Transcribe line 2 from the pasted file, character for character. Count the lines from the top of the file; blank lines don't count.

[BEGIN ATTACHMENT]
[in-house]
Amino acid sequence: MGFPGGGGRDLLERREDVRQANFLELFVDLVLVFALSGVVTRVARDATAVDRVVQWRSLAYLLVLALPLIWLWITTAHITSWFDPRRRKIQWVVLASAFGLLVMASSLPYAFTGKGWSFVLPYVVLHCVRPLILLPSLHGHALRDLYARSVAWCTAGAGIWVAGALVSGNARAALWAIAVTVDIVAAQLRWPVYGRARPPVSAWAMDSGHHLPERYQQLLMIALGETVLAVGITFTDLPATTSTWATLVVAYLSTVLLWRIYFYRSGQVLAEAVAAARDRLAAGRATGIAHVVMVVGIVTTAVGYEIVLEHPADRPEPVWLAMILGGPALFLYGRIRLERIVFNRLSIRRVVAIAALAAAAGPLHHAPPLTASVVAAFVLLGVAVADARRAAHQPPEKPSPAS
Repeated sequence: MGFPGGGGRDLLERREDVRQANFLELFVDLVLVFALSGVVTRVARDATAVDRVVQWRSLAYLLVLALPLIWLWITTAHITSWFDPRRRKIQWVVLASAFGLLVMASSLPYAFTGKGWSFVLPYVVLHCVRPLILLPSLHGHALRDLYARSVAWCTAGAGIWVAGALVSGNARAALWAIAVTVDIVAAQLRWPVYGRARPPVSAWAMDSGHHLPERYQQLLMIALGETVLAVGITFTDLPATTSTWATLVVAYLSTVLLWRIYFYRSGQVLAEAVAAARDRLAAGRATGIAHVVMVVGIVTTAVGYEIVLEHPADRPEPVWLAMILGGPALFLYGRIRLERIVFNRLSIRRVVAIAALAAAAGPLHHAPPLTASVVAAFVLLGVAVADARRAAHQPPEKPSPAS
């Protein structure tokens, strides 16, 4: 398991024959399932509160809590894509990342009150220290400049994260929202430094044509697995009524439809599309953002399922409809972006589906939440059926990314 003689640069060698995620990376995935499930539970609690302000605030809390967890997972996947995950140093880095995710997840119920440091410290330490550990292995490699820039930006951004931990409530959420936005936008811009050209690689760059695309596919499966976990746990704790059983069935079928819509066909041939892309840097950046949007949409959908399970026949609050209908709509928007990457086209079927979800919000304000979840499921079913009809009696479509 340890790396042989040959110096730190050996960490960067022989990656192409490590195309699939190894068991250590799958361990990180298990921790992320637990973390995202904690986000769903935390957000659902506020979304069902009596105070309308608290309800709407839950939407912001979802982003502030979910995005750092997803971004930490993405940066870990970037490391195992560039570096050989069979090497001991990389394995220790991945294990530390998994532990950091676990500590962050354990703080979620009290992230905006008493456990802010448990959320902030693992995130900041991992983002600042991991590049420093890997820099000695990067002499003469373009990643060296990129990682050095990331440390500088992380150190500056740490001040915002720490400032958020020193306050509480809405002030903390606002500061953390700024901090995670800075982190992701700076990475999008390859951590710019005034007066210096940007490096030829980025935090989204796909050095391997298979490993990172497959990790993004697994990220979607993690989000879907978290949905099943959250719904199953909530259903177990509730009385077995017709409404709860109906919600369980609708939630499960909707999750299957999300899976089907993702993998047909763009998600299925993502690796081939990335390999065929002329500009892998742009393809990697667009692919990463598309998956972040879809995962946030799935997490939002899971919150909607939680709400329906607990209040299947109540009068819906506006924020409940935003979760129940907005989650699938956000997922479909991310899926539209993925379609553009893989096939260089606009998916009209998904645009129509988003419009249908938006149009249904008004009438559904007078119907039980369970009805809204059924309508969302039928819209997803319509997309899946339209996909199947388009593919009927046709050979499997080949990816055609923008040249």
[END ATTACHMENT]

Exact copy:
Amino acid sequence: MGFPGGGGRDLLERREDVRQANFLELFVDLVLVFALSGVVTRVARDATAVDRVVQWRSLAYLLVLALPLIWLWITTAHITSWFDPRRRKIQWVVLASAFGLLVMASSLPYAFTGKGWSFVLPYVVLHCVRPLILLPSLHGHALRDLYARSVAWCTAGAGIWVAGALVSGNARAALWAIAVTVDIVAAQLRWPVYGRARPPVSAWAMDSGHHLPERYQQLLMIALGETVLAVGITFTDLPATTSTWATLVVAYLSTVLLWRIYFYRSGQVLAEAVAAARDRLAAGRATGIAHVVMVVGIVTTAVGYEIVLEHPADRPEPVWLAMILGGPALFLYGRIRLERIVFNRLSIRRVVAIAALAAAAGPLHHAPPLTASVVAAFVLLGVAVADARRAAHQPPEKPSPAS